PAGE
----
Company Ticker Sector Duration
GLD

On the other side of the USD expectation, Gold (GLD) lost -1.5% w/w. Again we still like UUP and GLD as a basket against other centrally-planned currency regimes elsewhere.

TLT

Long Bonds (TLT), which has been on Investing Ideas since August 4th, 2014, finished the week -0.25%. We continue to believe that growth is the main catalyst for the curve amidst all the central planning noise. Slower growth gets discounted in a flatter curve so even if rates are hiked into a late cycle slow-down, the yield curve pancakes (the long-end of the yield curve fall and the short-end goes up). 

UUP

Strength in the U.S. dollar, with renewed rate hike expectations back in the mix over the last few weeks, gave a good boost to U.S. Dollar (UUP) which finished +1.1% on the week. The bid-yield of December Federal funds futures has ticked 10 bps higher in August to 0.55% to close out the week.

Three for the Road

TWEET OF THE DAY

NEW VIDEO (1 MIN): Remember What Happened Last Time The #Fed Raised Rates? app.hedgeye.com/insights/53431… @KeithMcCullough pic.twitter.com/iTP0RHygEX

@Hedgeye

QUOTE OF THE DAY

“The best revenge is massive success.”

–Frank Sinatra 

STAT OF THE DAY

Will Fuller had 62 receptions for 1258 yards at Notre Dame last season.


investing ideas

Risk Managed Long Term Investing for Pros

Hedgeye CEO Keith McCullough handpicks the “best of the best” long and short ideas delivered to him by our team of over 30 research analysts across myriad sectors.

The Macro Show with Christian Drake Replay | August, 30 2016

CLICK HERE to access the associated slides. 

 An audio-only replay of today's show is available here.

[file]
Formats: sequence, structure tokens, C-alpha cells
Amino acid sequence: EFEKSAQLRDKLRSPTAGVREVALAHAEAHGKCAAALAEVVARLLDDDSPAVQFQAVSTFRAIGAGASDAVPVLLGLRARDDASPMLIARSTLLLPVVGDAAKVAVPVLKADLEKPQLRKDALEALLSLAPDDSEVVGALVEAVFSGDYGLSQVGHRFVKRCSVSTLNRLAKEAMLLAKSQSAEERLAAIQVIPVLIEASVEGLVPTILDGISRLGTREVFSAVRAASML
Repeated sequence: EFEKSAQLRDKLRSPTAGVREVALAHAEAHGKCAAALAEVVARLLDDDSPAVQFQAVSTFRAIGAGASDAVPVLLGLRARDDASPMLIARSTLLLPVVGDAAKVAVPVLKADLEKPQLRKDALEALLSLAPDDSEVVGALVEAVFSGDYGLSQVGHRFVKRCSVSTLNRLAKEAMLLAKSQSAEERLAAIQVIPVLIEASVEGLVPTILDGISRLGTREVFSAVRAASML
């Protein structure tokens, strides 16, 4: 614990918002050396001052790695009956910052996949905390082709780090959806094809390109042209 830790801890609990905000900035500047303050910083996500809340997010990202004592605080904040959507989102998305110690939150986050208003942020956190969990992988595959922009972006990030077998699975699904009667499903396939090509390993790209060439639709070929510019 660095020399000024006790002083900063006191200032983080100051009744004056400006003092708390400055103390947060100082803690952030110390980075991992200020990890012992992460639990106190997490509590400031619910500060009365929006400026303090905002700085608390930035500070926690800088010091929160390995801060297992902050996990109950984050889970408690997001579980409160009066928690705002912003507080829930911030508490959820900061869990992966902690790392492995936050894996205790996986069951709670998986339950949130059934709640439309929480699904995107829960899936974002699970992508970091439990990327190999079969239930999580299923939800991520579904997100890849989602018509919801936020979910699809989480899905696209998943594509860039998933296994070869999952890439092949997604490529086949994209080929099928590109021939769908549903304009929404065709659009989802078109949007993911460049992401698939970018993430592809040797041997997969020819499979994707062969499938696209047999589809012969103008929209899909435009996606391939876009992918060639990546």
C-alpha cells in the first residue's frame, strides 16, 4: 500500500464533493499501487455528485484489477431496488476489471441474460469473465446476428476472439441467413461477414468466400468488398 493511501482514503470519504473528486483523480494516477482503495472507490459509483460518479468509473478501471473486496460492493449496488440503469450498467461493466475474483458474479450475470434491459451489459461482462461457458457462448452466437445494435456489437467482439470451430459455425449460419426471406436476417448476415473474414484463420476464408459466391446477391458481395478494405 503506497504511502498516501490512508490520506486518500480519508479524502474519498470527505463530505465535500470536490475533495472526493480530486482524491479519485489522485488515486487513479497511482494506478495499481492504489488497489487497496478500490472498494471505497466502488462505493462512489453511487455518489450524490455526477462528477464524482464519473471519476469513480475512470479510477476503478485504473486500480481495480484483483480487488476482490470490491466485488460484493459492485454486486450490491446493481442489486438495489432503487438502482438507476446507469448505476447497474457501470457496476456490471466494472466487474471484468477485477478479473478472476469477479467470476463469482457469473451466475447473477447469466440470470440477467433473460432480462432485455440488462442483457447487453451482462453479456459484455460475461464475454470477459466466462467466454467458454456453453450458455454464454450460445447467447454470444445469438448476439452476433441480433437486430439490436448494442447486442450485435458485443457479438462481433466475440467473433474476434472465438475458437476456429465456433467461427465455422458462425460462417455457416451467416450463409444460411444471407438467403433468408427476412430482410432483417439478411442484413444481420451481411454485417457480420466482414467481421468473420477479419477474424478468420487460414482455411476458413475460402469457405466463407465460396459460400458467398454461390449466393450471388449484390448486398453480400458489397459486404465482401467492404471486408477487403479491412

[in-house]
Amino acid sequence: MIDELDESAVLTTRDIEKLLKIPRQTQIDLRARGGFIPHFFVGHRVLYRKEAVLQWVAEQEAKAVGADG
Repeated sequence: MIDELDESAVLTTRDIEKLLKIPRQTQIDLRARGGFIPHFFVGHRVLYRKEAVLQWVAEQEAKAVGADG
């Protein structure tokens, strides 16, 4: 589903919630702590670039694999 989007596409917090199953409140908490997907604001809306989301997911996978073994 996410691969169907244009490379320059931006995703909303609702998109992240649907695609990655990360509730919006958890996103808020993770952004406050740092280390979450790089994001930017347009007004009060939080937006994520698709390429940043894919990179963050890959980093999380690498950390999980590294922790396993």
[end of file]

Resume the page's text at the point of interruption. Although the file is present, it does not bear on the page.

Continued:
Remember What Happened Last Time The Fed Raised Rates?

In this brief excerpt from The Macro Show, Hedgeye CEO Keith McCullough reminds investors what happened to markets when the Federal Reserve raised interest rates for the first time since 2006 this past December.


The Handy Hedgeye Health Policy Guide to Key 2016 Election Issues

Takeaway: Party platforms and campaign positions offer a clear view into the areas of agreement and conflict for next 4 years

Labor Day marks the beginning of the end for 2016 presidential campaigns. After Monday, most of the electorate will start to pay attention to the race in anticipation of casting their vote in November. Most of the issues and the candidates' views have crystallized to the point where the options are clearly discernable. In anticipation of the debates that will rage over next several months, we have constructed a couple of handy tables to help compare each of the party and candidate positions on health care issues. With the public exchanges morphing into something different from what the president or his party thought they would be and drug companies like $MYL exhibiting poor political judgment, you can bet health care will be a big part of fall campaigns.

 

Party Platforms. Political party platforms are certainly not what they once were. In the political days of yore, party platforms were hammered out at conventions and represented the goals and intentions of the party and its candidate. The platform consisted of "planks" that articulated the party's position on the issues of the day. Today, party platforms are more aspirational and, by design, more general. The planks articulate not so much the intended administrative and legislative ambitions of the party and its candidate as they give voice to the concerns and interests of the party's base of voters. Platform Committees tend to be made up of party regulars - what Trump and Sanders and their campaigns have referred to as "the establishment." As a result, party platforms do not tend to be very original or innovative.